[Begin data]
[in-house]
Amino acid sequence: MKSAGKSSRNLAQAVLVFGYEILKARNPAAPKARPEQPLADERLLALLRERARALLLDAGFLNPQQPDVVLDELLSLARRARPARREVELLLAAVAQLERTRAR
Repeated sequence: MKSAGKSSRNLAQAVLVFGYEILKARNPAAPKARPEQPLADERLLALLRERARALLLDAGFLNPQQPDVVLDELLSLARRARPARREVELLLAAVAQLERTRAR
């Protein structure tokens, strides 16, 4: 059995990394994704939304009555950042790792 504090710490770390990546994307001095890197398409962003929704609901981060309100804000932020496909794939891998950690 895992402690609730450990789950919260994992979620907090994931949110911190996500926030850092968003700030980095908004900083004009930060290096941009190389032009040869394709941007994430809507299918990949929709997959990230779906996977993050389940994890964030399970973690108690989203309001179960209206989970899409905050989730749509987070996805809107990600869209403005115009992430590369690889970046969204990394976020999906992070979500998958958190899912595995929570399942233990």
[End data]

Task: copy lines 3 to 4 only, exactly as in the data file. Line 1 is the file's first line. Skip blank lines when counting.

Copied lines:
Repeated sequence: MKSAGKSSRNLAQAVLVFGYEILKARNPAAPKARPEQPLADERLLALLRERARALLLDAGFLNPQQPDVVLDELLSLARRARPARREVELLLAAVAQLERTRAR
């Protein structure tokens, strides 16, 4: 059995990394994704939304009555950042790792 504090710490770390990546994307001095890197398409962003929704609901981060309100804000932020496909794939891998950690 895992402690609730450990789950919260994992979620907090994931949110911190996500926030850092968003700030980095908004900083004009930060290096941009190389032009040869394709941007994430809507299918990949929709997959990230779906996977993050389940994890964030399970973690108690989203309001179960209206989970899409905050989730749509987070996805809107990600869209403005115009992430590369690889970046969204990394976020999906992070979500998958958190899912595995929570399942233990």